I recently heard about a new website, sponsored by the great Oxford English Dictionary, called “Save the Words” (www.savethewords.org). On this website one can adopt rarely used words such as historiaster (a bad historian) or riviation (fishing) by promising to use the word regularly in writing and conversation. The website got me thinking. What are the Mason English Department faculty’s favorite words? So I asked.
Professor Devon Hodges likes two words she only hears together, snickets and ginnels. These words, still regularly used in England, refer to paths between hedges or fences (snickets) and between high walls (ginnels). Professor Hodges likes these words because they describe a tradition in England of paths that cross through private property, allowing walkers or cyclists to avoid busy roads. Of course, she says, she also likes how the two words sound.
Sound is also what Professor Jennifer Atkinson likes about words she calls doubles, such as roly-poly, ping-pong, hodgepodge, tutti-frutti, bric-a-brac. She also likes words such as ruly (orderly), kempt (combed), whelm (to cover or bury), ruth (pity). Because these words are typically encountered only in their negative versions (for example, unruly), she enjoys the surprise of using of their far rarer, positive roots. And she wants to keep them rare! “Greedy, I want them undimmed for myself.”
Professor David Kuebrich likes the funny image produced by chinfest, which means an informal discussion. He enjoys the idea of chins having a good time. Professor Winnie Keaney likes to think about word origins. One of the department’s medievalists, she notes that a favorite phrase of hers, willy-nilly (without choice or randomly), comes from the Middle English “wil he, nil he,” meaning, “will he or will he not.”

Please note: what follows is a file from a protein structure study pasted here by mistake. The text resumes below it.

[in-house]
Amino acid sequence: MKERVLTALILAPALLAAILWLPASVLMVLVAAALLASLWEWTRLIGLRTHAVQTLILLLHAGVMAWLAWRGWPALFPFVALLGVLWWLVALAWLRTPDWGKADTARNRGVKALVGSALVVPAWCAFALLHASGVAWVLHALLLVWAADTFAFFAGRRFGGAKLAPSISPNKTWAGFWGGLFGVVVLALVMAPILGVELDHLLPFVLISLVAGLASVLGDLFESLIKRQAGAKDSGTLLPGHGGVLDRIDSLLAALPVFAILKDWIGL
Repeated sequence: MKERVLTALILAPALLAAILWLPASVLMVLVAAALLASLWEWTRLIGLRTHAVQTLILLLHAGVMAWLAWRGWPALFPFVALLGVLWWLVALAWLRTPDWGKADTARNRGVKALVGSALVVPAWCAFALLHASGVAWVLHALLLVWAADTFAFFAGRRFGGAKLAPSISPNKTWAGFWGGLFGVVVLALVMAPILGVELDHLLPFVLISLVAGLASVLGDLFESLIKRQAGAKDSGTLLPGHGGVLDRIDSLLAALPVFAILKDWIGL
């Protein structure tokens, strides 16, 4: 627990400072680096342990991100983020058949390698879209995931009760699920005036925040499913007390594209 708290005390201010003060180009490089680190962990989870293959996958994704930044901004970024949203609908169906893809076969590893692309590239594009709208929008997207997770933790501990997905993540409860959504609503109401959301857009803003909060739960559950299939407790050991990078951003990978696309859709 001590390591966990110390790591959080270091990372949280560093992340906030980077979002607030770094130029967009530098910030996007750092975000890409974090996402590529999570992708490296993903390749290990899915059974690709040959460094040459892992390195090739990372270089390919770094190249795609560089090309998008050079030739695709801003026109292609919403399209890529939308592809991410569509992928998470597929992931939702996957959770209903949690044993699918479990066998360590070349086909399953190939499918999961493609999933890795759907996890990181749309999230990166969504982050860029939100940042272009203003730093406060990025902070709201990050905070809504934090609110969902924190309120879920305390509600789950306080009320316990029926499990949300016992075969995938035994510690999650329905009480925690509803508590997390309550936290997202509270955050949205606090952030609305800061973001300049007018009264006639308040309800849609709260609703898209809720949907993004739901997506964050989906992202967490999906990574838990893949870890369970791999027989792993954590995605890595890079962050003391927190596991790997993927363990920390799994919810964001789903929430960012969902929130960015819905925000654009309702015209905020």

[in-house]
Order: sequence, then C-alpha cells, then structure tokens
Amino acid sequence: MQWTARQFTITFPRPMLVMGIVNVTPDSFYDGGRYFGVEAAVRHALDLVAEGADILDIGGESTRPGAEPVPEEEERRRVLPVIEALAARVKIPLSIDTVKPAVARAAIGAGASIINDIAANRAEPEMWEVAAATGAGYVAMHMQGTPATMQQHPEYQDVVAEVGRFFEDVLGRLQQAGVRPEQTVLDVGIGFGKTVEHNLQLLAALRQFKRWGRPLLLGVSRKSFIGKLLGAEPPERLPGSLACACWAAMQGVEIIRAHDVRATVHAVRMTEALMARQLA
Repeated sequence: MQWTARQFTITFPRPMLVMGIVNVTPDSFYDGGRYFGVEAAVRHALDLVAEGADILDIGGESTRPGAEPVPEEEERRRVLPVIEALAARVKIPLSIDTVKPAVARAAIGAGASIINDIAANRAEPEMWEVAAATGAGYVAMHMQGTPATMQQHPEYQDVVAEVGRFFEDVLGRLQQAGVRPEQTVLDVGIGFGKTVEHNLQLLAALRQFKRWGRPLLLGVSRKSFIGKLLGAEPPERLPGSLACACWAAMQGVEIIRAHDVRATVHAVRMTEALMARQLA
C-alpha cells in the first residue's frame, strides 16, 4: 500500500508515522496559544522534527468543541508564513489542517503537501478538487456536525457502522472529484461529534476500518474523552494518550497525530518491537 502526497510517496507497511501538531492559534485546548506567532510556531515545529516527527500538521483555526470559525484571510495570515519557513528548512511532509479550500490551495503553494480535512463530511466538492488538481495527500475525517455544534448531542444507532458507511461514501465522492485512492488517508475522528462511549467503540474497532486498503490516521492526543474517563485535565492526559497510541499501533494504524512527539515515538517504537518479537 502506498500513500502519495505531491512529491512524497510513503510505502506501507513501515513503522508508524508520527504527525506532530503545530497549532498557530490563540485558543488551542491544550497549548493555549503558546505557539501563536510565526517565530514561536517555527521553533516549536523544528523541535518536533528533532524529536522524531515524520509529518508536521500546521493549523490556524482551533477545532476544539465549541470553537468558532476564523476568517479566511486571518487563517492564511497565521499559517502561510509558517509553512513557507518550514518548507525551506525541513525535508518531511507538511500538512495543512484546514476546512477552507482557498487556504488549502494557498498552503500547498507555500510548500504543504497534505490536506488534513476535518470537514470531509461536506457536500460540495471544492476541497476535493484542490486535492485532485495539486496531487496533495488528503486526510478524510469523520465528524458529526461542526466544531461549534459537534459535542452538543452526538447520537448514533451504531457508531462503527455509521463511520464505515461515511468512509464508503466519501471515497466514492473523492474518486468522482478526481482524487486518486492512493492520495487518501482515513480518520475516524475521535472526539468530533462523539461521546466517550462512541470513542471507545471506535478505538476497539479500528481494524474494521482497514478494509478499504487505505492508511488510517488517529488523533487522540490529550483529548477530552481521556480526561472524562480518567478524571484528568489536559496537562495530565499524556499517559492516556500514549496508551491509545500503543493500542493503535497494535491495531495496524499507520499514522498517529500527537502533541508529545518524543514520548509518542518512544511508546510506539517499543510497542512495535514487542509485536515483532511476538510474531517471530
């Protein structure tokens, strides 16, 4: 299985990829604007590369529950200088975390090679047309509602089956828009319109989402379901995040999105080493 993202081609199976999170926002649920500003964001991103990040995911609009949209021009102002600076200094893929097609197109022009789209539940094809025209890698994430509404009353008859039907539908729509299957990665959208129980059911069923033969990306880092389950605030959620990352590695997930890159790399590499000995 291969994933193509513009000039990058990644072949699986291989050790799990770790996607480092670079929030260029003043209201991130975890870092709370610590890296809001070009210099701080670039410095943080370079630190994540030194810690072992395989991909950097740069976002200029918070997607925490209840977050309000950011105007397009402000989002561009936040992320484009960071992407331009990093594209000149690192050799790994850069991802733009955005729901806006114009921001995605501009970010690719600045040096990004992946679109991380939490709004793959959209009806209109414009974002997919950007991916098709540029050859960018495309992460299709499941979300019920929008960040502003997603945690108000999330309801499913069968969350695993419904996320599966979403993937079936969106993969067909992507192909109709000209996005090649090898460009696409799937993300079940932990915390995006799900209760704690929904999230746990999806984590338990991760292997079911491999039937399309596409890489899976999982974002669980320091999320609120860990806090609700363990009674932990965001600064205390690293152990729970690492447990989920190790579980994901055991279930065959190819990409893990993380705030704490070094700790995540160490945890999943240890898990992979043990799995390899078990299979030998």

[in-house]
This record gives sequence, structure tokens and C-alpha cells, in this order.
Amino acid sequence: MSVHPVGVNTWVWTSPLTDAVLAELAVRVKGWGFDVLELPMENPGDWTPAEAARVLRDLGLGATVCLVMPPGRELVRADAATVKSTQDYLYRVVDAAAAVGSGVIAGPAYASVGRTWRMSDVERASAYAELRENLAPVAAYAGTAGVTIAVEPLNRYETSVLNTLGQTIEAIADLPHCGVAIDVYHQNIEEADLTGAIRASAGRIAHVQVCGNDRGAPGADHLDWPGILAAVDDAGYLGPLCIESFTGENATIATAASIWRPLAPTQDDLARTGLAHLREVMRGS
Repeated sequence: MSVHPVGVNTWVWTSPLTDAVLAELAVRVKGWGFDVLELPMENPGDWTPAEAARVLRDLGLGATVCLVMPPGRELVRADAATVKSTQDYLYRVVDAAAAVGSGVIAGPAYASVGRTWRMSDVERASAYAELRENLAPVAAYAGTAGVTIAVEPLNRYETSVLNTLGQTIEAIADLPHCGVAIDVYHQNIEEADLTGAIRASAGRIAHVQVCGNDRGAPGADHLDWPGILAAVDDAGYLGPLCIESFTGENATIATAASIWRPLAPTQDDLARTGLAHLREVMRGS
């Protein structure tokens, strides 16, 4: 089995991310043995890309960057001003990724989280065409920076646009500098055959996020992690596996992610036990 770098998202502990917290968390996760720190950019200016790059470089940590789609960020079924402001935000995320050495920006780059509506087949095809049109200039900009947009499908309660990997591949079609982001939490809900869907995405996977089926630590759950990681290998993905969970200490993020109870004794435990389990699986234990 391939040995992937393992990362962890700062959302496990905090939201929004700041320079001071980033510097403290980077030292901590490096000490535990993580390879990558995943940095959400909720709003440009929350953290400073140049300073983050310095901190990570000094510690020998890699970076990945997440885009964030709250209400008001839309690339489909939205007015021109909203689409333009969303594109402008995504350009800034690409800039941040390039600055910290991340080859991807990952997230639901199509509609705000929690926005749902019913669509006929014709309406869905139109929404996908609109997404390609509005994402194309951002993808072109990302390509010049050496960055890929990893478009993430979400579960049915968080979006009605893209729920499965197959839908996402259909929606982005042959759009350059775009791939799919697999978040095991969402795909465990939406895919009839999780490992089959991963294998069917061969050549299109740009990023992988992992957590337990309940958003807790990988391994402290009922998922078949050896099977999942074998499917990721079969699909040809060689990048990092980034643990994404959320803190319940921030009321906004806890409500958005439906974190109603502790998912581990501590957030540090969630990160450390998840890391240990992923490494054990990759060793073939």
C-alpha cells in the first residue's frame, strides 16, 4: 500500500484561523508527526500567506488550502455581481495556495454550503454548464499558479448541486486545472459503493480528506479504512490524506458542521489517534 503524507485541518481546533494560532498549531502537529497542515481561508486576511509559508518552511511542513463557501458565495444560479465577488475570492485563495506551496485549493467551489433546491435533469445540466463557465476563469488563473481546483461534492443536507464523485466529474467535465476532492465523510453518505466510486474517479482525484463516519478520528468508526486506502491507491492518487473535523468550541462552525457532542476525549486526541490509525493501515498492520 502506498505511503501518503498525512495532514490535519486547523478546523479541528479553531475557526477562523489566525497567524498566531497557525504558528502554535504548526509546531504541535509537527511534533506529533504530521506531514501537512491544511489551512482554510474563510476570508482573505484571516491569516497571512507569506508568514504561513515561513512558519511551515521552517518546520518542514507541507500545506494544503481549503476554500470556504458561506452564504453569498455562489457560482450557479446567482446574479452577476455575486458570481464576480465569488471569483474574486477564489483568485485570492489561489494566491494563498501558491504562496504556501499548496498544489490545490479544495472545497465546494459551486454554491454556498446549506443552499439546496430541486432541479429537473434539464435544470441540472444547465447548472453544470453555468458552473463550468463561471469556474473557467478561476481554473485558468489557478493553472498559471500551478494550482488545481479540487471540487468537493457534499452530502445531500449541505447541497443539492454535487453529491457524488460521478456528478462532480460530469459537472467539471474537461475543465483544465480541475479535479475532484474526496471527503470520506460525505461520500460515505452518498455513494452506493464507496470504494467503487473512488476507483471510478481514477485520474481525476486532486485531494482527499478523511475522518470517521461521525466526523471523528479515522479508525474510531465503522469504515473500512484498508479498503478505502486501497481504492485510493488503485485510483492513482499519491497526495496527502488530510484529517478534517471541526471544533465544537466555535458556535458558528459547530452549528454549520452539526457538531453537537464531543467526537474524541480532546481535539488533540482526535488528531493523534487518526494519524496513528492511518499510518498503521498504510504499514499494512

Others admire words for their precision. Professor Denise Albanese mentions transmogrify, which means not just to transform but to transform into something grotesque. Professor Roger Lathbury notes adventitious, which means something added from without. He calls it a beautiful, exact word. And Professor Amelia Rutledge likes temerity (excessive boldness). “What I found—and still find—striking is the rightness of the word…,” she says. “‘Temerity’ conveys a nuance of decorum and, unlike ‘rash’ or ‘bold,’ is almost never used positively."
All these choices remind me why people care about words. Some are windows into different places and ways of living. Some provide access to ideas or feelings that we otherwise could not describe so precisely. Some remind us of how concepts evolve from particular human experiences. Some words are surprising, and some just fun. We are lucky that the tools by which we communicate can also make a sort of music. Those of us who are students or teachers of English share a love of words.
So I invite you to go to the Save the Words site and adopt one. If you enjoy words and enjoyed your time in the English Department studying them, I also invite you to consider donating to the department. To contribute, go yare—don’t penelopize—to english.gmu.edu/support, and follow the instructions on that page. Your donation will support the English Department mission to save the words—and celebrate them.
Chair, English Department